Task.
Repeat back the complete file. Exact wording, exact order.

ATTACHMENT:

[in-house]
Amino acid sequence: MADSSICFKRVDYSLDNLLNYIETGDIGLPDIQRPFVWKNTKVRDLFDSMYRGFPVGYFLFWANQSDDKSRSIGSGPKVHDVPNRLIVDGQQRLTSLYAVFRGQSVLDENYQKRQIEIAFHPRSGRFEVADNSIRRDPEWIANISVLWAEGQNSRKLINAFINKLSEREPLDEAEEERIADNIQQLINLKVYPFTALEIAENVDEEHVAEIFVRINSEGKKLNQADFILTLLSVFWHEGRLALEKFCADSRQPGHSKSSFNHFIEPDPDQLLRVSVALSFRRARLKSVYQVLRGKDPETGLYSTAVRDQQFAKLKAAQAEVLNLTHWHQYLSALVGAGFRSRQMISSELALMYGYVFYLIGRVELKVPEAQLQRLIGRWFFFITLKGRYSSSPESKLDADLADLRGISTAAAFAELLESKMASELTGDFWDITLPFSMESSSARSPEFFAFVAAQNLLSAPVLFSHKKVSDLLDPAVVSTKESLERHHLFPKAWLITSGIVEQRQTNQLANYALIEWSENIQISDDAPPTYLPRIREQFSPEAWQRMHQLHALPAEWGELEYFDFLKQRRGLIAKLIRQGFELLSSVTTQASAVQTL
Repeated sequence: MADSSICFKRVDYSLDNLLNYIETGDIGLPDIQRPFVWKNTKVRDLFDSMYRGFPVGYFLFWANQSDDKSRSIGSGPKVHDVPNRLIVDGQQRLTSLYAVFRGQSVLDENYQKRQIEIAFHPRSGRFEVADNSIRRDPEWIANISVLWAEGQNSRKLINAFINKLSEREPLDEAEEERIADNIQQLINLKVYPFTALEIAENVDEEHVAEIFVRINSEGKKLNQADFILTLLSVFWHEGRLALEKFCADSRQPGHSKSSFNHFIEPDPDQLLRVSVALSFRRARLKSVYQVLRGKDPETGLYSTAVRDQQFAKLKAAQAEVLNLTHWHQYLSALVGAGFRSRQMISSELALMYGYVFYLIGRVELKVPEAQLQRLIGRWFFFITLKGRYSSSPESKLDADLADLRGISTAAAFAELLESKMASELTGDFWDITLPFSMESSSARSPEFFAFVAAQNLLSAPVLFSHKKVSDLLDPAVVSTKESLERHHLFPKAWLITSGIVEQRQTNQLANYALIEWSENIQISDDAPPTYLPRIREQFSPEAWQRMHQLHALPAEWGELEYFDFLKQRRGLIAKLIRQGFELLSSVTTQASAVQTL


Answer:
[in-house]
Amino acid sequence: MADSSICFKRVDYSLDNLLNYIETGDIGLPDIQRPFVWKNTKVRDLFDSMYRGFPVGYFLFWANQSDDKSRSIGSGPKVHDVPNRLIVDGQQRLTSLYAVFRGQSVLDENYQKRQIEIAFHPRSGRFEVADNSIRRDPEWIANISVLWAEGQNSRKLINAFINKLSEREPLDEAEEERIADNIQQLINLKVYPFTALEIAENVDEEHVAEIFVRINSEGKKLNQADFILTLLSVFWHEGRLALEKFCADSRQPGHSKSSFNHFIEPDPDQLLRVSVALSFRRARLKSVYQVLRGKDPETGLYSTAVRDQQFAKLKAAQAEVLNLTHWHQYLSALVGAGFRSRQMISSELALMYGYVFYLIGRVELKVPEAQLQRLIGRWFFFITLKGRYSSSPESKLDADLADLRGISTAAAFAELLESKMASELTGDFWDITLPFSMESSSARSPEFFAFVAAQNLLSAPVLFSHKKVSDLLDPAVVSTKESLERHHLFPKAWLITSGIVEQRQTNQLANYALIEWSENIQISDDAPPTYLPRIREQFSPEAWQRMHQLHALPAEWGELEYFDFLKQRRGLIAKLIRQGFELLSSVTTQASAVQTL
Repeated sequence: MADSSICFKRVDYSLDNLLNYIETGDIGLPDIQRPFVWKNTKVRDLFDSMYRGFPVGYFLFWANQSDDKSRSIGSGPKVHDVPNRLIVDGQQRLTSLYAVFRGQSVLDENYQKRQIEIAFHPRSGRFEVADNSIRRDPEWIANISVLWAEGQNSRKLINAFINKLSEREPLDEAEEERIADNIQQLINLKVYPFTALEIAENVDEEHVAEIFVRINSEGKKLNQADFILTLLSVFWHEGRLALEKFCADSRQPGHSKSSFNHFIEPDPDQLLRVSVALSFRRARLKSVYQVLRGKDPETGLYSTAVRDQQFAKLKAAQAEVLNLTHWHQYLSALVGAGFRSRQMISSELALMYGYVFYLIGRVELKVPEAQLQRLIGRWFFFITLKGRYSSSPESKLDADLADLRGISTAAAFAELLESKMASELTGDFWDITLPFSMESSSARSPEFFAFVAAQNLLSAPVLFSHKKVSDLLDPAVVSTKESLERHHLFPKAWLITSGIVEQRQTNQLANYALIEWSENIQISDDAPPTYLPRIREQFSPEAWQRMHQLHALPAEWGELEYFDFLKQRRGLIAKLIRQGFELLSSVTTQASAVQTL